Frontal lobe function and structure in juvenile myoclonic epilepsy: a comprehensive review of neuropsychological and imaging data

Author(s): Wandschneider B, Thompson PJ, Vollmar C, Koepp MJ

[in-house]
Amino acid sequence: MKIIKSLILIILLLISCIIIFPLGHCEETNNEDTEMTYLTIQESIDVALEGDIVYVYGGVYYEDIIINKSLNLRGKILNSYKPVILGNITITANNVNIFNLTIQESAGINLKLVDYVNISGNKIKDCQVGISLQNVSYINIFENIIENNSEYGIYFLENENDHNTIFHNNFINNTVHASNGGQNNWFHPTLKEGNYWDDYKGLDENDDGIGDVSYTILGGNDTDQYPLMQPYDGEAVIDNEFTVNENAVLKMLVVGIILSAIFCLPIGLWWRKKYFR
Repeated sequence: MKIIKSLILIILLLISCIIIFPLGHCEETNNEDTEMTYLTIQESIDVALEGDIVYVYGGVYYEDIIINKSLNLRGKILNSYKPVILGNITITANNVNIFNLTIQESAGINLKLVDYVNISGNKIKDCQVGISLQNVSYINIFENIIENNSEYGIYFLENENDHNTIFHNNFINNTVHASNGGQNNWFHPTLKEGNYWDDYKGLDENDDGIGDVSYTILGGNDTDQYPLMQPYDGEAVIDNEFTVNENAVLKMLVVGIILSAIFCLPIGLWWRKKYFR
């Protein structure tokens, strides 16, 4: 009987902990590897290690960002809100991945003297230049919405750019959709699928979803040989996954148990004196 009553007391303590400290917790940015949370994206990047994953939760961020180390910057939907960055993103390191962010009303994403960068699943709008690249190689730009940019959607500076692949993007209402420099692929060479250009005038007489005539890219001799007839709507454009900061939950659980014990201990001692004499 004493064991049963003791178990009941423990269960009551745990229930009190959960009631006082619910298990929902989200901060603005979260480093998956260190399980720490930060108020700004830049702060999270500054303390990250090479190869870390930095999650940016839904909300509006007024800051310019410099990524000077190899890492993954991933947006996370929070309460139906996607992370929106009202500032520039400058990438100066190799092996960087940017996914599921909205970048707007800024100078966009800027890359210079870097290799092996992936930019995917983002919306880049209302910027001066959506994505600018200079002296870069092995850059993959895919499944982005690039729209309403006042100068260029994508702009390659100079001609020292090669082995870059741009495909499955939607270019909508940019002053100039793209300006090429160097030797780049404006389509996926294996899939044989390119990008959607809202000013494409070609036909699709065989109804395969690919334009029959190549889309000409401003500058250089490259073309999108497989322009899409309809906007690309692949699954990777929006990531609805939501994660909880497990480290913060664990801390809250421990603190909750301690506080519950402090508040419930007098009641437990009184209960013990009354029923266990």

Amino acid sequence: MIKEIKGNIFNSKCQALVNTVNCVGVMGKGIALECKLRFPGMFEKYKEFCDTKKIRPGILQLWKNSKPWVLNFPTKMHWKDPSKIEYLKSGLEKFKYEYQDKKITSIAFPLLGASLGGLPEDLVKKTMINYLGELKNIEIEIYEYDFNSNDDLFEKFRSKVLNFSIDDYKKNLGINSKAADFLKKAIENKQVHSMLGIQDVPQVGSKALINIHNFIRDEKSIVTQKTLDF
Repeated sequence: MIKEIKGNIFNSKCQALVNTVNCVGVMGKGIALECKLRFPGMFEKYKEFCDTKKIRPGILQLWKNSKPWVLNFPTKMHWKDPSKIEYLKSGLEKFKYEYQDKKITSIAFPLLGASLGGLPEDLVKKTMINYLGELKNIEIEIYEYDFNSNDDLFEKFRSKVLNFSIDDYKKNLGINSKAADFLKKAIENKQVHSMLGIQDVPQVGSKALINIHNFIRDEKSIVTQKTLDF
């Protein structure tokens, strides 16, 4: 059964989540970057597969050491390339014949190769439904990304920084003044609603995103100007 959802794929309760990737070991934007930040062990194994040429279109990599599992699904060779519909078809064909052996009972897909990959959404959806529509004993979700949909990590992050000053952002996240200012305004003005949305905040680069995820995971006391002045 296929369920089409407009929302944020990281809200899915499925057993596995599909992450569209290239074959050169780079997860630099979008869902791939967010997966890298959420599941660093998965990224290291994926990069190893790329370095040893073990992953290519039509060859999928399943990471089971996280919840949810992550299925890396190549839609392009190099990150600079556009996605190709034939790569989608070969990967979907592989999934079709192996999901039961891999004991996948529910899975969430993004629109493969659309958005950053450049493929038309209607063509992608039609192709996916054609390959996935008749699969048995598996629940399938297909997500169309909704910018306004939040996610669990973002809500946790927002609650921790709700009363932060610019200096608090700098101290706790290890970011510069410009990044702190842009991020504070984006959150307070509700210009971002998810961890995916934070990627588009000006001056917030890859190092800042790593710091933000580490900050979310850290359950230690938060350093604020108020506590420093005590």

Juvenile myoclonic epilepsy is the most common idiopathic epilepsy syndrome and is considered a benign seizure disorder that responds well to antiepileptic drug treatment, in particular sodium valproate. By definition, routine brain imaging shows no abnormalities, but advanced imaging studies have identified functional and structural abnormalities in the frontal cortex and thalamus. Neuropsychological studies revealed subtle cognitive deficits in patients with JME, mainly implicating the frontal lobes. These findings are in keeping with anecdotal reports of behavioral problems in JME. Cognitive dysfunction in otherwise healthy siblings of patients with JME and a high heritability support the concept of a genetically determined thalamo-frontocortical network dysfunction, accounting for the cognitive impairment and cognitively triggered "motor seizures."

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